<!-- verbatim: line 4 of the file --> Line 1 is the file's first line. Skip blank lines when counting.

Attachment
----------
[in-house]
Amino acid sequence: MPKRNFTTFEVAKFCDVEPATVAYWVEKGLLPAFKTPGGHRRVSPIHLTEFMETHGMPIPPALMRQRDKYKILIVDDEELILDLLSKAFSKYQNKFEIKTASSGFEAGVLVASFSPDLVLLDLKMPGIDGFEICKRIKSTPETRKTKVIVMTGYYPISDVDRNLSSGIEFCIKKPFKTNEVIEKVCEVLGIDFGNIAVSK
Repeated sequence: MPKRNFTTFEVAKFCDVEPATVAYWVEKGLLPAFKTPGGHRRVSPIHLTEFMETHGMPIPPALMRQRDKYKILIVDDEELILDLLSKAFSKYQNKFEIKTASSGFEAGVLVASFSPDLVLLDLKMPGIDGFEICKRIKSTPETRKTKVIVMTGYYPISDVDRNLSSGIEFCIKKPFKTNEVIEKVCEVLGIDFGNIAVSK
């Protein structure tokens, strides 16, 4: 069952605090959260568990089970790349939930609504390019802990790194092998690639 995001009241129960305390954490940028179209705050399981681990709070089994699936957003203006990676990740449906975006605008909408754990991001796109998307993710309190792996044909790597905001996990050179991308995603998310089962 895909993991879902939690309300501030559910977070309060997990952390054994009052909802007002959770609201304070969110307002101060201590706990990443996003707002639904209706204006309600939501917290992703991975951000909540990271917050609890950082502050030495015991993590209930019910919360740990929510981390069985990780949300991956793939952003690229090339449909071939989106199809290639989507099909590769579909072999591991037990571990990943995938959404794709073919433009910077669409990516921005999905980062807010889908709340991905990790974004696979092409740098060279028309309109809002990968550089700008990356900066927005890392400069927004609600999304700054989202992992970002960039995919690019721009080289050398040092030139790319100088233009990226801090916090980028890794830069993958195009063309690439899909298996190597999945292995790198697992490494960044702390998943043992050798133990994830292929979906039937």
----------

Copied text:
């Protein structure tokens, strides 16, 4: 069952605090959260568990089970790349939930609504390019802990790194092998690639 995001009241129960305390954490940028179209705050399981681990709070089994699936957003203006990676990740449906975006605008909408754990991001796109998307993710309190792996044909790597905001996990050179991308995603998310089962 895909993991879902939690309300501030559910977070309060997990952390054994009052909802007002959770609201304070969110307002101060201590706990990443996003707002639904209706204006309600939501917290992703991975951000909540990271917050609890950082502050030495015991993590209930019910919360740990929510981390069985990780949300991956793939952003690229090339449909071939989106199809290639989507099909590769579909072999591991037990571990990943995938959404794709073919433009910077669409990516921005999905980062807010889908709340991905990790974004696979092409740098060279028309309109809002990968550089700008990356900066927005890392400069927004609600999304700054989202992992970002960039995919690019721009080289050398040092030139790319100088233009990226801090916090980028890794830069993958195009063309690439899909298996190597999945292995790198697992490494960044702390998943043992050798133990994830292929979906039937």